February 21st, 2011
02:13 PM ET
WASHINGTON (CNN) - Congress may be taking advantage of a week long vacation outside the beltway, but back in Washington there is vigorous debate over the prospect of a federal government shutdown.
Amid plenty of finger pointing among lawmakers, the White House is working hard to stave off what the president himself said would be ‘destabilizing’ to U.S economic recovery.
In a news conference last week, President Obama urged caution against ‘being too loose’ with talk about a government shutdown. “This is not an abstraction,” he said. “People don’t get their social security checks. They don’t get their veterans payment.”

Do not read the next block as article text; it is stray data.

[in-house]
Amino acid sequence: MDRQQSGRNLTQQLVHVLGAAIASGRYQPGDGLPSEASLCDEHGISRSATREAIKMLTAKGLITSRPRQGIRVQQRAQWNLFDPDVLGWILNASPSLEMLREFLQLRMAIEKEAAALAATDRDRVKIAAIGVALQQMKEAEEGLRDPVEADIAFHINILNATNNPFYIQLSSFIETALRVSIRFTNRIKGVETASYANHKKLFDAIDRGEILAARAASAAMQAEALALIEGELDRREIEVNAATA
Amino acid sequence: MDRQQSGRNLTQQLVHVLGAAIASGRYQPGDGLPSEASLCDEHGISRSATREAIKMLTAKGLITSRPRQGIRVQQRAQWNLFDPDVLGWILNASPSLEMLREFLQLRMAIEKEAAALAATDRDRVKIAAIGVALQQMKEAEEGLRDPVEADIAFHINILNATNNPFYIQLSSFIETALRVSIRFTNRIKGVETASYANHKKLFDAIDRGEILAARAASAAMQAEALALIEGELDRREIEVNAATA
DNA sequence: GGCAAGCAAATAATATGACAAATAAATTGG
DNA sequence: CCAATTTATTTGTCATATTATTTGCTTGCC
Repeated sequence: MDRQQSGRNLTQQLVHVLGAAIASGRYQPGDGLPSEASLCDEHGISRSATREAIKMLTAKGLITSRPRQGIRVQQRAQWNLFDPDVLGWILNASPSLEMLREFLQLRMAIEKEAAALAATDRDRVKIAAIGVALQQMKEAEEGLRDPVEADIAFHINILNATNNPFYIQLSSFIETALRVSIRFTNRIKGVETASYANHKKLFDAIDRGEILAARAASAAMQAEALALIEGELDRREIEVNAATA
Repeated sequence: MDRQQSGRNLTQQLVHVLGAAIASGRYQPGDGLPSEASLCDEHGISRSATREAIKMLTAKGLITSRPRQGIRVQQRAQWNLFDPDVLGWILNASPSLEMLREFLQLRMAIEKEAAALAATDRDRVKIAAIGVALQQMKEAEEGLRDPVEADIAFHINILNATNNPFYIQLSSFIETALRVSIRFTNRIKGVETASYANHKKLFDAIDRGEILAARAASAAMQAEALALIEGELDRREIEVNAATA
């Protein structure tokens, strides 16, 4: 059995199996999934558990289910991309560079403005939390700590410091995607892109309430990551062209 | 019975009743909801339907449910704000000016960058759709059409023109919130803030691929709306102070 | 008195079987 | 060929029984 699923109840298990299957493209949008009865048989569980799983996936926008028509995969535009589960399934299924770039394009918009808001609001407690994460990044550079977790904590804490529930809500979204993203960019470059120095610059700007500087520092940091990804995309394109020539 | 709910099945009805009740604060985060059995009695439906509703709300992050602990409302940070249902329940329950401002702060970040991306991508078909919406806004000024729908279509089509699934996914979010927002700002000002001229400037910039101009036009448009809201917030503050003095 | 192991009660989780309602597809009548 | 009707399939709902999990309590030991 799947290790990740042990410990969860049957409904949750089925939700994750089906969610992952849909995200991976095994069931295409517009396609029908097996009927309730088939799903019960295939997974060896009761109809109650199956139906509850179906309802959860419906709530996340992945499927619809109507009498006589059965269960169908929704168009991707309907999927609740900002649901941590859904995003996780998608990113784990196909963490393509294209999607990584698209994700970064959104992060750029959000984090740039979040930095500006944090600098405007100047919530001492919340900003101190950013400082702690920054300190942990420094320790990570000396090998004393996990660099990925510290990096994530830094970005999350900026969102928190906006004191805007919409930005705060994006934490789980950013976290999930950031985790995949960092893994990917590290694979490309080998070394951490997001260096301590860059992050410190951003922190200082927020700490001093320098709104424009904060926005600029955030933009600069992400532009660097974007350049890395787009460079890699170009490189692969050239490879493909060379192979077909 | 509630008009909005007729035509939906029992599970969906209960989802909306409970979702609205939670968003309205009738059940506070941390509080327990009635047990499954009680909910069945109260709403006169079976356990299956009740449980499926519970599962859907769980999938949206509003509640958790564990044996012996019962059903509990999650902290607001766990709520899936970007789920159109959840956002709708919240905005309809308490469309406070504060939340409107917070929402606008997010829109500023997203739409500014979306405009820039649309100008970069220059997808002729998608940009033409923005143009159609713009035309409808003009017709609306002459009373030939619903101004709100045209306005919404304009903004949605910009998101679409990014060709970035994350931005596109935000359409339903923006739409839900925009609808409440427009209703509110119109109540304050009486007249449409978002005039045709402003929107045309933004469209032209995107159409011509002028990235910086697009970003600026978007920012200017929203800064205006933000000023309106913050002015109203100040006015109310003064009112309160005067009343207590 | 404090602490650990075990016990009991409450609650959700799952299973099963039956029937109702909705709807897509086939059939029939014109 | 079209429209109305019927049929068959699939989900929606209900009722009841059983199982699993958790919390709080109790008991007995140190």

On Monday, a senior administration official said the White House is committed to working “with both sides of the aisle in Congress and both the House and Senate to make sure that the government has what it needs to keep operation.”
The administration official added, that just as the president said, “we don’t want a government shutdown.”
The last government shutdown happened in 1995 after a seismic shift in power ushered in a new Republican Congress led by Newt Gingrich.
Everything from national parks to passport agencies were shuttered.
With the Continuing Resolution that currently funds the federal government set to expire on March 4th, the White House is focused on preventing a disruption of “the services the American people expect and need,” the official said.
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